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Robotics Industry News

PMC Pulse Welding Package for TPS/i MIG/MAG Power Source Platform


Increased Control for Pulsed-Arc Welding

With an integrated PMC process and activated penetration stabilizer, the TPS/i readjusts the wire feed speed instead of the welding current (left) and ensures constant fusion penetration (right). Based on the high measuring and control speed of its most recent TPS/i MIG/MAG power source platform, Fronius has developed the PMC (Pulse Multi Control) pulse welding package. It provides the welder with access to a large range of Synergic characteristics that fully exploit the potential of the latest generation of Fronius devices. An improved pulse correction function, an updated SynchroPulse welding process and completely newly developed functions, such as the penetration stabilizer and the arc length stabilizer, make the tried-and-tested welding process easier and provide even better welding results.

The newly developed penetration stabilizer keeps fusion penetration at a constant level by adjusting the wire feed speed, even when there are stick out fluctuations, for example, in corners that are difficult to access or trajectory fluctuations in robotic welding. Thanks to its high computing power, large memory, extremely quick system bus, and not least because of the highly dynamic wire feed speed, the TPS/i is capable of performing this control process in a particularly quick and precise manner without overshoots. This enables the arc length, and thus the fusion penetration, to be maintained at the same level over a large area. This makes handling noticeably easier. The user can set and limit the value of the wire feed speed, which has been readjusted to the maximum extent, within a window of up to 10 m. This also guarantees that the welding procedure specifications comply with the corresponding requirements when the stabilizer is active.

The arc length stabilizer, also a brand-new function, is at least as helpful as the penetration stabilizer when it comes to manual and automated welding. This allows the user to influence the arc length directly via the welding voltage. The result is a short arc, meaning that short circuits occur, ensuring droplet transfer which is reliable and resistant to interference. In this case, quick control keeps the duration of the short circuit to a minimum and reduces the voltage at the right time with the result that bonding flaws and spatter are effectively prevented. The user does not need to perform any manual readjustment in the case of external interference (e.g., as a result of shifts in torch position, changes in sheet thickness, uneven heat extraction).

For users who would nevertheless prefer to work with the usual correction function for the arc length or are required to do so according to welding procedure specifications, Fronius has also integrated these functions into the PMC. Pulse dynamic correction has also been incorporated into the package. This means that it can also be used with the TPS/i to speed up (or slow down) the droplet detachment, whilst now also keeping the energy input per unit length at a constant level. PCS (Pulse Controlled Spray-Arc) is also included in the scope of supply of the PMC process. This characteristic enables users to switch seamlessly between pulsed arc and spray arc, with the problematic intermediate arc being hidden.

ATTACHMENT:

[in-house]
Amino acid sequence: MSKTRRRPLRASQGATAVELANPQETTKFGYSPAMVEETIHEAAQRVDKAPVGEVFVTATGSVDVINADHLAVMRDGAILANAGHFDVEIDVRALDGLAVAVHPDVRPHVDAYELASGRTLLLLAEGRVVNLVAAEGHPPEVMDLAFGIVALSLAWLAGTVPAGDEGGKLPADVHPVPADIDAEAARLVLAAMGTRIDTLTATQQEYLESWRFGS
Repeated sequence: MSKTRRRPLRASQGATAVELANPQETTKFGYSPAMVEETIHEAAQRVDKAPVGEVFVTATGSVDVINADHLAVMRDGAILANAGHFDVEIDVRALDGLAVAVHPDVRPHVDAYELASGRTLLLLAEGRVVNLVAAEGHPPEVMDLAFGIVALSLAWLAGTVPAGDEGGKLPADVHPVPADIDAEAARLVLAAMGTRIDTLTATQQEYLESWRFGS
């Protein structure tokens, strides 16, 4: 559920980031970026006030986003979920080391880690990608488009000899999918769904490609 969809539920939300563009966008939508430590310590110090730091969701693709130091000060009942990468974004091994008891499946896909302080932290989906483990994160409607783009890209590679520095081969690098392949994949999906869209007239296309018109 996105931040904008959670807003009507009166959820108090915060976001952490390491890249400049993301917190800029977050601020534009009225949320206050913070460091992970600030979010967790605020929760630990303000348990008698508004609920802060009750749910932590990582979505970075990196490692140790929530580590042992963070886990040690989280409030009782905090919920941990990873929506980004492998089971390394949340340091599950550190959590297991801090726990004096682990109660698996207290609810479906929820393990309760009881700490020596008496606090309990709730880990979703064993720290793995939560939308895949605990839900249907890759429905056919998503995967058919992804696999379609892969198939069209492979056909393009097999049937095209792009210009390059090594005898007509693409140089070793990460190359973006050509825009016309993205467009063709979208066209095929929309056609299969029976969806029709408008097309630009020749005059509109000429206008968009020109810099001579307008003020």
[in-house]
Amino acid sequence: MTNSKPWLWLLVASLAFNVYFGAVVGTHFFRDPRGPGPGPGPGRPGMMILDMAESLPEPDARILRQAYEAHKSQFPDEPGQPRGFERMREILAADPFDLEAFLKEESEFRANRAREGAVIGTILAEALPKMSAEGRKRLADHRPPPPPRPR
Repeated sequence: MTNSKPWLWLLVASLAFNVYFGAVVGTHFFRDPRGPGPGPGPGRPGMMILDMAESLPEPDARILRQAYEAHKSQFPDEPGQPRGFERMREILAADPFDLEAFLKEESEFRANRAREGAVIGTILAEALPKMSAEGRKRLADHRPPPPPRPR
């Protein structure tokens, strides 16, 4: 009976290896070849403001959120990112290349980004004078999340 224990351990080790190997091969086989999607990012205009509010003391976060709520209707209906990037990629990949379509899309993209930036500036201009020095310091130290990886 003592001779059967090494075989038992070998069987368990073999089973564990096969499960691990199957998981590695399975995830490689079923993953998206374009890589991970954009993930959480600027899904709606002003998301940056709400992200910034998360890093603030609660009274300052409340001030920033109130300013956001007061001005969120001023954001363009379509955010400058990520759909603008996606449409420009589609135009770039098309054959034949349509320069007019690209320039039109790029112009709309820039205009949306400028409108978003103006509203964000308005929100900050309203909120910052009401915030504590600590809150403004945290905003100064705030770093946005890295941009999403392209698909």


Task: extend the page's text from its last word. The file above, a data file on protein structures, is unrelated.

Furthermore, Fronius has achieved significant developments in terms of the start-up and shut-down phases. The ignition energy now adapts to the respective temperature of the wire end, meaning that less power has to be applied for ignition when the wire end is still hot. With an installed PMC process, the wire is retracted at the end of the welding process. This has the additional result that the current is reduced and burnback is prevented. Both measures improve the energy balance and protect the wearing parts.

Since all elements of the TPS/i relating to wire feed have been designed with more precision and for a higher dynamic, the proven SFI (Spatter Free Ignition) now also functions with the standard equipment. It is therefore no longer necessary to acquire a more complex push-pull unit in order to use the SFI. In combination with the newly developed SFI HotStart, the power can be increased for up to two seconds at the start of the welding process and bonding flaws as a result of 'cold' ignitions can be avoided.

Finally, Fronius has fine-tuned the SynchroPulse function and introduced a duty cycle welding parameter, by means of which the user can determine how long the high-current pulse phase should last proportionally per cycle for SynchroPulse welding. This means that the heat input can be controlled more accurately than was previously the case with the result that even less experienced welders are able to produce a perfect weld seam in all positions.

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